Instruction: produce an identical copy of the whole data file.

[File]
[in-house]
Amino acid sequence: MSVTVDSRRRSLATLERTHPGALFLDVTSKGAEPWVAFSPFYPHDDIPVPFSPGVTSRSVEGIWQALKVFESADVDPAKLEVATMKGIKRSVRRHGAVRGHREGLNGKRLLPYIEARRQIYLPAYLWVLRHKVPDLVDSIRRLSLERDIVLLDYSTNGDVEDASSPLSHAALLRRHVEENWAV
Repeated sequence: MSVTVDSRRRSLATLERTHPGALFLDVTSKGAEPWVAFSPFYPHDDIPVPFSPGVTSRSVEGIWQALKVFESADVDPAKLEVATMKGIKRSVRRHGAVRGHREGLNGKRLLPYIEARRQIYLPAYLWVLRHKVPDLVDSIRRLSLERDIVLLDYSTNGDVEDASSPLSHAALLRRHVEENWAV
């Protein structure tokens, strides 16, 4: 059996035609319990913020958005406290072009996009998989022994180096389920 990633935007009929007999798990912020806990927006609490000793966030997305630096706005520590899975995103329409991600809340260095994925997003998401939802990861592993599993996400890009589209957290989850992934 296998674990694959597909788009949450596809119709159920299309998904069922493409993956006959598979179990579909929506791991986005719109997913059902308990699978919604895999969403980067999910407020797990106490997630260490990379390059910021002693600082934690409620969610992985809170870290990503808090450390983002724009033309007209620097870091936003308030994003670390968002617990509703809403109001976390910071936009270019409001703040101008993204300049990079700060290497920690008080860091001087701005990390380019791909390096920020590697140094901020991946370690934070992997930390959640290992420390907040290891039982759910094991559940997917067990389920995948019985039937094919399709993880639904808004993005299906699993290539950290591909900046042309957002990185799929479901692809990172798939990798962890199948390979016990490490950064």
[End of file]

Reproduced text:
[in-house]
Amino acid sequence: MSVTVDSRRRSLATLERTHPGALFLDVTSKGAEPWVAFSPFYPHDDIPVPFSPGVTSRSVEGIWQALKVFESADVDPAKLEVATMKGIKRSVRRHGAVRGHREGLNGKRLLPYIEARRQIYLPAYLWVLRHKVPDLVDSIRRLSLERDIVLLDYSTNGDVEDASSPLSHAALLRRHVEENWAV
Repeated sequence: MSVTVDSRRRSLATLERTHPGALFLDVTSKGAEPWVAFSPFYPHDDIPVPFSPGVTSRSVEGIWQALKVFESADVDPAKLEVATMKGIKRSVRRHGAVRGHREGLNGKRLLPYIEARRQIYLPAYLWVLRHKVPDLVDSIRRLSLERDIVLLDYSTNGDVEDASSPLSHAALLRRHVEENWAV
């Protein structure tokens, strides 16, 4: 059996035609319990913020958005406290072009996009998989022994180096389920 990633935007009929007999798990912020806990927006609490000793966030997305630096706005520590899975995103329409991600809340260095994925997003998401939802990861592993599993996400890009589209957290989850992934 296998674990694959597909788009949450596809119709159920299309998904069922493409993956006959598979179990579909929506791991986005719109997913059902308990699978919604895999969403980067999910407020797990106490997630260490990379390059910021002693600082934690409620969610992985809170870290990503808090450390983002724009033309007209620097870091936003308030994003670390968002617990509703809403109001976390910071936009270019409001703040101008993204300049990079700060290497920690008080860091001087701005990390380019791909390096920020590697140094901020991946370690934070992997930390959640290992420390907040290891039982759910094991559940997917067990389920995948019985039937094919399709993880639904808004993005299906699993290539950290591909900046042309957002990185799929479901692809990172798939990798962890199948390979016990490490950064």